My dad can’t see the similitude between these two songs, whereas I think the resemblance is obvious.
What is your opinion?
Over half of all songs composed in this world are about love. But love… is not only bright and sunny. This volume explores some darker, barbaric aspects of love — closely related to insanity, death, or filled with some strange fetishes. Be a cat or a dog, make yourself a sandwich and enjoy the chill running down your spine from this whole lotta love.
- Led Zeppelin — Whole Lotta Love
- The Stooges — I Wanna Be Your Dog
- Blue Cheer — Sandwich
- Pink Fairies — Do It
- Sir Lord Baltimore — Helium Head (I Got Love)
- Atomic Rooster — And So To Bed
- Gong — Witch’s Song / I Am Your Pussy
- The Beatles — I Want You (She’s So Heavy)
- Morgen — Love
- Jericho — Kill Me With Your Love
Play time: 59min 32s
Next release: Unnkerr Swéghléoðras: Part 3 — Single Edition
Previous release: Unnkerr Swéghléoðras: Part 1 — Distant Melodies
We are all familiar with Jefferson Airplane‘s psychedelic rendition of Alice in Wonderland: White Rabbit. And there are many interesting covers of it around—almost as many as for Beatles‘ Yesterday. In this post, I’ve picked a list of most interesting ones, loosely ordered from the 60’s to today, 16 videos to take up all of your free time. So get ready for an ultimate psychedelic ride.
And, well, the Woodstock version deserves to be included too. The voice here is simply too magnificent.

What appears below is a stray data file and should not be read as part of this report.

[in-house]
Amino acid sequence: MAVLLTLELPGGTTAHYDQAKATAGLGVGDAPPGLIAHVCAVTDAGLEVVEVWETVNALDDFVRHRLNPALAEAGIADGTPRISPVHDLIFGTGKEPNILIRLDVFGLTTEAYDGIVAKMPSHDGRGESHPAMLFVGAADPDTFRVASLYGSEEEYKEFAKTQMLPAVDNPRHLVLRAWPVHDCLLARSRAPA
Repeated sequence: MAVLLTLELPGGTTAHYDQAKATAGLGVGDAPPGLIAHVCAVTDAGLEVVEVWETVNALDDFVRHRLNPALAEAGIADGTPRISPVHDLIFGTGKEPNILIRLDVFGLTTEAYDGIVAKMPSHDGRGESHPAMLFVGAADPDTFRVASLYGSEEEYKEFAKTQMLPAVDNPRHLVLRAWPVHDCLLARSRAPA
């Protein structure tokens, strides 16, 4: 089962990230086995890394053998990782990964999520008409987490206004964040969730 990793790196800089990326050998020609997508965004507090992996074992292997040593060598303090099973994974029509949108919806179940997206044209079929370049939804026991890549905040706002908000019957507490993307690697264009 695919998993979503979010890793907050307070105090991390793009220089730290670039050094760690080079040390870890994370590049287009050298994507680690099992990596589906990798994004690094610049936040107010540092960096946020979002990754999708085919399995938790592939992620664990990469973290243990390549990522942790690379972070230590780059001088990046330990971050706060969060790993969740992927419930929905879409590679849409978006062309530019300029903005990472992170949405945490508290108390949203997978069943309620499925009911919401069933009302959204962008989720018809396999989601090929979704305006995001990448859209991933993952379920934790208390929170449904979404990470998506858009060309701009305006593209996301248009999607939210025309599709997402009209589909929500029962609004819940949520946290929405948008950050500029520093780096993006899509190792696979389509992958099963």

Technically, the JA version is not the original one, since The Great Society had already been touring with White Rabbit, but they never released any studio albums. Grace Slick was part of their team though, and she’s singing in this live version too, which is perhaps the most psychedelic one.
A french White Rabbit cover, titled La Justice. I wonder how accurate the translation of the lyrics is, at least certain key words like “logic” and “proportion” are there. The quality of the recording could have been better, but I find that the french language fits this song really well.
A very gentle 60’s cover by the Flying Karpets.
A not so gentle 10-minute long acid punk version by The Last Word, which claims the title of the creepiest version with ease.
A decent cover by another 80’s punk band Mo-Dettes.
A 90’s house remix version. Usually not my type of music, but I found myself enjoying this one.
Now what’s this style of music, I don’t even know. Blue Man Group, something electronic, yet experimental and done with enthusiasm. Has lots of new components added to the song, and they work.
This one by Shakespears Sister sounded like rubbish first, but it ended up pretty interesting. Moreover, I’ve never seen this particular animation, which I thought was really nice.
A perhaps somewhat musically lacking, yet a very distinct version by Enon.
This one is a surprisingly well made web cam recording of the song. Couldn’t have guessed it’d be this good.
And finally something completely different to release all the built-up tension. Hope you enjoyed the ride!
So Grooveshark was shut down two weeks ago on Friday, forever. Together with its playlists, databases and broadcasts. I still haven’t completely gotten over it. Yet my knowledge and passion for music remains—so I thought I might employ a similar tactic to Rich Aftersabbath and release my own one hour mixes of songs from different artists. Rich has done a great job of compiling rare heavy psych, yet it doesn’t always need to be rare, heavy or psych, does it?